Agree:

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Stephen Hawking British physicist

The primitive forms of artificial intelligence developed so far have already proved very useful, but I fear the consequences of creating something that can match or surpass humans.
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Nick Bostrom

Before the prospect of an intelligence explosion, we humans are like small children playing with a bomb [...] We have little idea when the detonation will occur, though if we hold the device to our ear we can hear a faint ticking sound
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Alan Turing British mathematician and logician, a major contributor to mathematics, cryptanalysis, and AI

Even if we could keep the machines in a subservient position, for instance by turning off the power at strategic moments, we should, as a species, feel greatly humbled. … [T]his new danger … is certainly something which can give us anxiety.
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Stuart Russell Professor of Computer Science at Berkeley

The question is: Could you prove that your systems can’t ever, no matter how smart they are, overwrite their original goals as set by the humans?
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Marvin Minsky Mathematician, computer scientist, and pioneer in the field of artificial intelligence

The ultimate risk comes when our greedy, lazy, masterminds are able at last to take that final step: to design goal-achieving programs which are programmed to make themselves grow increasingly powerful.
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Hans Moravec Former professor at the Robotics Institute of CMU, and founder of the SeeGrid Corporation

He states that by the end of this process “the immensities of cyberspace will be teeming with unhuman superminds, engaged in affairs that are to human concerns as ours are to those of bacteria”
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Marcus Hutter Professor in the Research School of Computer Science at Australian National University

Way before the singularity, even when setting up a virtual society in our imagine, there are likely some immediate difference, for example that the value of an individual life suddenly drops, with drastic consequences.
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David Chalmers Australian National University Professor

An intelligence explosion has enormous potential dangers: an end to the human race, an arms race of warring machines, the power to destroy the planet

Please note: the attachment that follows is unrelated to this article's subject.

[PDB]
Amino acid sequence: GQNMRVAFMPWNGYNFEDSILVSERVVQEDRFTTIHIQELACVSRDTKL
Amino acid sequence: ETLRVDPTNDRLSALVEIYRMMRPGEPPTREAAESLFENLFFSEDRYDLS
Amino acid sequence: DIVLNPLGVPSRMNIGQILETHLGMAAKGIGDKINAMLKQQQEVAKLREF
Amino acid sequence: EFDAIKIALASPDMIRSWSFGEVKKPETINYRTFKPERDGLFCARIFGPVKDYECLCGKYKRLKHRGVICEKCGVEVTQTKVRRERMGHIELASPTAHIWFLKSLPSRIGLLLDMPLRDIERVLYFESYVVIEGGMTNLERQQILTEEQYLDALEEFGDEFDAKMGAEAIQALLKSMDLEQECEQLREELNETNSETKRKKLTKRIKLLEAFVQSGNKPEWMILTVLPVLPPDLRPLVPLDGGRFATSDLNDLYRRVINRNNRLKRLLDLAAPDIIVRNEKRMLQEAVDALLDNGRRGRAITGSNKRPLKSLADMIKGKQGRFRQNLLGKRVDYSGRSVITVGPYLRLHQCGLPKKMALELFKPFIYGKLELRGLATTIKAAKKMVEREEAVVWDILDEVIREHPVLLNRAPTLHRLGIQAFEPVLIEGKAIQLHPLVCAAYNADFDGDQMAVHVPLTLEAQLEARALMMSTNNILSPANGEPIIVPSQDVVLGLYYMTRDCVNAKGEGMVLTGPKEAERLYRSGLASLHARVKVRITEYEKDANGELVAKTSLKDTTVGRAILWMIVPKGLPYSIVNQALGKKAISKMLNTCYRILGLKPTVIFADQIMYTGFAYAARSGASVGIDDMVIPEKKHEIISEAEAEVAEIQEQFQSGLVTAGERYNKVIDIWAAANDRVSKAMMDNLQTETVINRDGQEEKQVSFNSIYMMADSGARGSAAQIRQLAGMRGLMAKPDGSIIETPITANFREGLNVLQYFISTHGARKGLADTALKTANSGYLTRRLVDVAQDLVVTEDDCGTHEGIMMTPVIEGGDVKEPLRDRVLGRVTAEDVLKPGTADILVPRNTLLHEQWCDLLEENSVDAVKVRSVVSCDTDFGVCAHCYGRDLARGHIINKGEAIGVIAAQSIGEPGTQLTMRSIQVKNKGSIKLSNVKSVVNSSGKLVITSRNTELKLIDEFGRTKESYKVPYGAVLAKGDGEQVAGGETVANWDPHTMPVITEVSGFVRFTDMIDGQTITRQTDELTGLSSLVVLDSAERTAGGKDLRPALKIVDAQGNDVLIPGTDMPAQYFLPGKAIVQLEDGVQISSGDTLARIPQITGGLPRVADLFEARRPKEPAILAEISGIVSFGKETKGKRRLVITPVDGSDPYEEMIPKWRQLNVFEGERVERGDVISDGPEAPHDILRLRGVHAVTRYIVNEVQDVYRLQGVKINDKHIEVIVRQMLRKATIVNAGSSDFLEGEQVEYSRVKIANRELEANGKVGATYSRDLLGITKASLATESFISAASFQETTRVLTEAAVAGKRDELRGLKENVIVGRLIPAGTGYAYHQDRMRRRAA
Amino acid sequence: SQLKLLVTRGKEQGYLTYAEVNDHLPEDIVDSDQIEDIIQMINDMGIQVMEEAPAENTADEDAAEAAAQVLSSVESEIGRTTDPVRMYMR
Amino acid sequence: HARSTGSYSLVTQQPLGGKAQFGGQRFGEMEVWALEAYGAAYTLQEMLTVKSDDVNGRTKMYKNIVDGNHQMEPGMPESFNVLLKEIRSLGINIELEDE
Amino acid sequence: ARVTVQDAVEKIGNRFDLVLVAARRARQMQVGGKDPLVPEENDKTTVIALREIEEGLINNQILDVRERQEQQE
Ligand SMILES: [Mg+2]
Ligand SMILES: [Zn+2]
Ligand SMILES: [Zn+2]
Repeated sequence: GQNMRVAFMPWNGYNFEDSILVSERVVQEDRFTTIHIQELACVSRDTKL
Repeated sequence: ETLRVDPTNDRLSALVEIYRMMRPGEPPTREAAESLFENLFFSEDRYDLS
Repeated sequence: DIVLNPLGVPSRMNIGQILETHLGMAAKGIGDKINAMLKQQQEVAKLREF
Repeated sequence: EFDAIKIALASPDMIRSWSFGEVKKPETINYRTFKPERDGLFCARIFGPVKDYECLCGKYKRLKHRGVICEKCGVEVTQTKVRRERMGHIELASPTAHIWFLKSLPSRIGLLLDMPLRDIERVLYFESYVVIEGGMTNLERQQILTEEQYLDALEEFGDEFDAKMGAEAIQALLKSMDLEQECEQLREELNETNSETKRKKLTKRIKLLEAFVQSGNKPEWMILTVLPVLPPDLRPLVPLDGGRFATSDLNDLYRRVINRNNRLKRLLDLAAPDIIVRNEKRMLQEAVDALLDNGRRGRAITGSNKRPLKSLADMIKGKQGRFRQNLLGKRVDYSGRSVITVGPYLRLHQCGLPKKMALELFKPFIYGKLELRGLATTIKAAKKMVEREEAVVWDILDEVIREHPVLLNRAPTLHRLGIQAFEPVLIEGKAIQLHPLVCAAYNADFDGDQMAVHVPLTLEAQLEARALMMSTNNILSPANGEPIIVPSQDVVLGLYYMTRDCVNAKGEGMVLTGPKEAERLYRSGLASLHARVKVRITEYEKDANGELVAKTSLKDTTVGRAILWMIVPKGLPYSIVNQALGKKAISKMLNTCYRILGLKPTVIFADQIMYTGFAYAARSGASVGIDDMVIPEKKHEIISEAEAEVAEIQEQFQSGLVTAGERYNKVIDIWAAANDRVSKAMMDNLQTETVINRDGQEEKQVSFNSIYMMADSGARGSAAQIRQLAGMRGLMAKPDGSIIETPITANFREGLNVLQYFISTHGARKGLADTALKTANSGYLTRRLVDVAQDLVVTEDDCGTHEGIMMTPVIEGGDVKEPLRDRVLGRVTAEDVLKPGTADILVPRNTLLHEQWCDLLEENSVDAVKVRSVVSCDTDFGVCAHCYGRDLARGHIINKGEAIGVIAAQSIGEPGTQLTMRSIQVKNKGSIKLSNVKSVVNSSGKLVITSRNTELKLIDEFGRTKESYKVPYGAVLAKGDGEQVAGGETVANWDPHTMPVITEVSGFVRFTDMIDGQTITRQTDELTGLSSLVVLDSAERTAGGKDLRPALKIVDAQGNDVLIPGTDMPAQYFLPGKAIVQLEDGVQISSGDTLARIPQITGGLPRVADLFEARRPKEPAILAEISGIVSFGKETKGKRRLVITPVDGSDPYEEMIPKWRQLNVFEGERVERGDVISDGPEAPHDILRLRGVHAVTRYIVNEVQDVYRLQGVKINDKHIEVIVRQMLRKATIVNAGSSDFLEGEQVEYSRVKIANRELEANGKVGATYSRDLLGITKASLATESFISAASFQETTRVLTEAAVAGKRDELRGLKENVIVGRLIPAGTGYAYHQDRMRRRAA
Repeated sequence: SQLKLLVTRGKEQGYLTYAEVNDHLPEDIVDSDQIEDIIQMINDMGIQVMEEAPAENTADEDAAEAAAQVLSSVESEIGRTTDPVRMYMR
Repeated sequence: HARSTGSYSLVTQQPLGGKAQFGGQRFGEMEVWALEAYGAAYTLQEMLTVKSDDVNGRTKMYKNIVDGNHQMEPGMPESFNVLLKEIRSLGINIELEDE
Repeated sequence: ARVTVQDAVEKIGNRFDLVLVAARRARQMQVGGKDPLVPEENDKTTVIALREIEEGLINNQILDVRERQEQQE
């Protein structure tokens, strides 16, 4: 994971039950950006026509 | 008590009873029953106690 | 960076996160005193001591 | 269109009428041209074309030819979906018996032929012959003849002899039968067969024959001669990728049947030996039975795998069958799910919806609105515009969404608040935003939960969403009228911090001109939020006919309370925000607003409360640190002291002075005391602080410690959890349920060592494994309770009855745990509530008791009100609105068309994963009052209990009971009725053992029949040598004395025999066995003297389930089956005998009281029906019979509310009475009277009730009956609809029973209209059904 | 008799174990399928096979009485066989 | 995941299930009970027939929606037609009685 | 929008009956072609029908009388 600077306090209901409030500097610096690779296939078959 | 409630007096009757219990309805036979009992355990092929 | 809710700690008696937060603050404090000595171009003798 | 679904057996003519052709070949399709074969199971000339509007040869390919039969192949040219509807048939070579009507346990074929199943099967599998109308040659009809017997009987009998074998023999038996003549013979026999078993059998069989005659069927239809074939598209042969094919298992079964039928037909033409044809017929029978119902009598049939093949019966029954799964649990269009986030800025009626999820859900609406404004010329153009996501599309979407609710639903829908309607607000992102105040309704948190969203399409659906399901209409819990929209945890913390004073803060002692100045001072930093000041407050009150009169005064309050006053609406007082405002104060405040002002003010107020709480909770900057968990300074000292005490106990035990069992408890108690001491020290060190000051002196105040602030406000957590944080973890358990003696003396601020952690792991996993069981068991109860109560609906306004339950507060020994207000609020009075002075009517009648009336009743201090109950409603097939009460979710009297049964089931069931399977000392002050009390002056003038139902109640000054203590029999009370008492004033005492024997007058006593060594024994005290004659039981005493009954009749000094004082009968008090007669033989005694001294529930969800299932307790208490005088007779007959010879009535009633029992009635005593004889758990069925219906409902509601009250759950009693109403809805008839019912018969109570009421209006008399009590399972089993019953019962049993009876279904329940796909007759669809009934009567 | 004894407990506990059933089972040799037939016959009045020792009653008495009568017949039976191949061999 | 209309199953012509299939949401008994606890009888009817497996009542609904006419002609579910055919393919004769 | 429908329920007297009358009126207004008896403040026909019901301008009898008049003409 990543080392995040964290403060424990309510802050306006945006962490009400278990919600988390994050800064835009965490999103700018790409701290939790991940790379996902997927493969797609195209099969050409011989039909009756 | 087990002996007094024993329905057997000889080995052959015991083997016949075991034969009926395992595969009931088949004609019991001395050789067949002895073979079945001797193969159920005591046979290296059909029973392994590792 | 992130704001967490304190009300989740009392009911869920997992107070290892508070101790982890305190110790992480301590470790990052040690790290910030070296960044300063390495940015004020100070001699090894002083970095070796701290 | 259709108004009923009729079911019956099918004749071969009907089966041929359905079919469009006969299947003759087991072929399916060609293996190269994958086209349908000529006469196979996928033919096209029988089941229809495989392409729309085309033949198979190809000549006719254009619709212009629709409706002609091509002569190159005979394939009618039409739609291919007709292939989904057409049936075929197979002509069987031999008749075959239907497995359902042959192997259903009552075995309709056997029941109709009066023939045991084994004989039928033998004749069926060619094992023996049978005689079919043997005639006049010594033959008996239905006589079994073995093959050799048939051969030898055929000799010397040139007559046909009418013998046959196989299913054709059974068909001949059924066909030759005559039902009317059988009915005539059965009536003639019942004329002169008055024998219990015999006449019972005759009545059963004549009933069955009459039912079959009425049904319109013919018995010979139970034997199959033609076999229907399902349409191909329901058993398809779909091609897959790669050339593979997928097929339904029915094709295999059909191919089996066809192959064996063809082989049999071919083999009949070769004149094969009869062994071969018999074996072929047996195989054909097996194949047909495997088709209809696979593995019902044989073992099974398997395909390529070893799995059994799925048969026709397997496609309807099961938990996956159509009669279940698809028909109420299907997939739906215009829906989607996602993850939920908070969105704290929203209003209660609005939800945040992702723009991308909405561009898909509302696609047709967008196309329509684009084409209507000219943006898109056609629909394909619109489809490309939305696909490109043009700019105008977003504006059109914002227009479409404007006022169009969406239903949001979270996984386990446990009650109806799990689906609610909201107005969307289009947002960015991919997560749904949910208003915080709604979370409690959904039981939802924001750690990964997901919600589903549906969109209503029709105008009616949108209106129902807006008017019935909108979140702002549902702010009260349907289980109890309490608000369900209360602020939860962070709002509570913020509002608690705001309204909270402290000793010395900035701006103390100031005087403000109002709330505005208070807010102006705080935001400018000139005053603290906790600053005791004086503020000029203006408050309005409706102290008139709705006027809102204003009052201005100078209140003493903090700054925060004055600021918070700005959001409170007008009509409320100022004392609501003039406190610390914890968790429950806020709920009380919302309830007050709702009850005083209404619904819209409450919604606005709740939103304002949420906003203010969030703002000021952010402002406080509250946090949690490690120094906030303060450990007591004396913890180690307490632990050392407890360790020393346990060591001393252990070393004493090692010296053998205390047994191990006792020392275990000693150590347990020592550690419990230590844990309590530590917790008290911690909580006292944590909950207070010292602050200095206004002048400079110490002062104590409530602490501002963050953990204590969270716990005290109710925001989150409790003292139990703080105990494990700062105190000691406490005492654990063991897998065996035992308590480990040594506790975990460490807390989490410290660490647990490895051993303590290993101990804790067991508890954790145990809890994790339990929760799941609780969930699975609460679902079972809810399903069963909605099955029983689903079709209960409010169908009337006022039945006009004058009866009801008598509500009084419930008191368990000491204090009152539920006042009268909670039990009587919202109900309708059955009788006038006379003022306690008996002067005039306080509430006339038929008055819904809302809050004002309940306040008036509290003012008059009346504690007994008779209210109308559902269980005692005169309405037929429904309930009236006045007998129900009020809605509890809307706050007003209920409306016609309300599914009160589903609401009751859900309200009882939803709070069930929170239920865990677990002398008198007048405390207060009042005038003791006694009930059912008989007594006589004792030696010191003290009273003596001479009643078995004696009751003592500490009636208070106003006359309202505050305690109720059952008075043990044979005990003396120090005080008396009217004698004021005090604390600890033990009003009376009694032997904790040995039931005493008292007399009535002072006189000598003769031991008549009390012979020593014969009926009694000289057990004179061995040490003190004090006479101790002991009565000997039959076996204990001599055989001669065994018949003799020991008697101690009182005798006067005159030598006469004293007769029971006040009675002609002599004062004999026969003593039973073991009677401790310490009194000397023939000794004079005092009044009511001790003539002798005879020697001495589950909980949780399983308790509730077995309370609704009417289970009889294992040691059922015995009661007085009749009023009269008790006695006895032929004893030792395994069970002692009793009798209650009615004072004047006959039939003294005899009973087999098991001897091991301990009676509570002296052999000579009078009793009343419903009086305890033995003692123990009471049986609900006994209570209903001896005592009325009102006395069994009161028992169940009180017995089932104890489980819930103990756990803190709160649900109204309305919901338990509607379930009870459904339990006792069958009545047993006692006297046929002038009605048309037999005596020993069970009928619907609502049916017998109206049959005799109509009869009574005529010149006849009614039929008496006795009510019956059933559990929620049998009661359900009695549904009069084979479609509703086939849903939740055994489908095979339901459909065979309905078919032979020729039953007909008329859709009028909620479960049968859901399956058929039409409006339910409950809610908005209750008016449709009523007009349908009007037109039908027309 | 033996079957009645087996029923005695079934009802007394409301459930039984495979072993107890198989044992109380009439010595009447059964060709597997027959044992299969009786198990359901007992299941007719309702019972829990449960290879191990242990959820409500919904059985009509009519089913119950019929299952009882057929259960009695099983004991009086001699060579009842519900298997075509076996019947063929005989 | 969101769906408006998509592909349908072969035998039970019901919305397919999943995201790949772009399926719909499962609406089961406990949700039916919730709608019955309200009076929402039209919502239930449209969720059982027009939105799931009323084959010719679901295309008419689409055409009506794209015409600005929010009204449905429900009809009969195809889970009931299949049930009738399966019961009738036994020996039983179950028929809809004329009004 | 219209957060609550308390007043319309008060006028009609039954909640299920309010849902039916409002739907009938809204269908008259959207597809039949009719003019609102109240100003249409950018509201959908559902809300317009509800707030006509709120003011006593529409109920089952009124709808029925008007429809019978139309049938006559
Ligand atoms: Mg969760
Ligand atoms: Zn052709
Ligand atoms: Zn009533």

Disagree:

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Steven Pinker Johnstone Family Professor in the Department of Psychology at Harvard University

There is not the slightest reason to believe in a coming singularity. The fact that you can visualize a future in your imagination is not evidence that it is likely or even possible. Look at domed cities, jet-pack commuting, underwater cities, mile-high buildings, and nuclear-powered automobiles--all staples of futuristic fantasies when I was a child that have never arrived. Sheer processing power... See More
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Rodney A. Brooks Fellow of the Australian Academy of Science, author, and robotics entrepreneur

If we are spectacularly lucky we’ll have AI over the next thirty years with the intentionality of a lizard, and robots using that AI will be useful tools. [...] Worrying about AI that will be intentionally evil to us is pure fear mongering
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Roger Schank John Evans Professor Emeritus of Computer Science, Psychology and Education, Northwestern Univ

Machines cannot think. They are not going to think any time soon. They may increasingly do more interesting things, but the idea that we need to worry about them, regulate them, or grant them civil rights, is just plain silly.
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Douglas Hofstadter Professor of cognitive science. Pulitzer prize winner

Life and intelligence are far more complex than the current singularitarians seem to believe, so I doubt it will happen in the next couple of centuries
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